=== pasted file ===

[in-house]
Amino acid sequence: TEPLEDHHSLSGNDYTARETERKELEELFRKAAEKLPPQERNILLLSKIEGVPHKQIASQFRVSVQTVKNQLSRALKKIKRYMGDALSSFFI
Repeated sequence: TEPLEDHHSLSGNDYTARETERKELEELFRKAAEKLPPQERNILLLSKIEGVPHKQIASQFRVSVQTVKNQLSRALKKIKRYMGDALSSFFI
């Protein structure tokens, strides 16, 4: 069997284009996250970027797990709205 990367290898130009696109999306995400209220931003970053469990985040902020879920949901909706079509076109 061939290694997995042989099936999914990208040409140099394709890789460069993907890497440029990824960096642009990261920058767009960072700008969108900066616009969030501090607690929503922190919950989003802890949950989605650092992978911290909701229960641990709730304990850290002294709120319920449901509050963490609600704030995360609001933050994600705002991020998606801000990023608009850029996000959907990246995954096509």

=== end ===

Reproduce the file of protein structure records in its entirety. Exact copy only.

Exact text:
[in-house]
Amino acid sequence: TEPLEDHHSLSGNDYTARETERKELEELFRKAAEKLPPQERNILLLSKIEGVPHKQIASQFRVSVQTVKNQLSRALKKIKRYMGDALSSFFI
Repeated sequence: TEPLEDHHSLSGNDYTARETERKELEELFRKAAEKLPPQERNILLLSKIEGVPHKQIASQFRVSVQTVKNQLSRALKKIKRYMGDALSSFFI
């Protein structure tokens, strides 16, 4: 069997284009996250970027797990709205 990367290898130009696109999306995400209220931003970053469990985040902020879920949901909706079509076109 061939290694997995042989099936999914990208040409140099394709890789460069993907890497440029990824960096642009990261920058767009960072700008969108900066616009969030501090607690929503922190919950989003802890949950989605650092992978911290909701229960641990709730304990850290002294709120319920449901509050963490609600704030995360609001933050994600705002991020998606801000990023608009850029996000959907990246995954096509």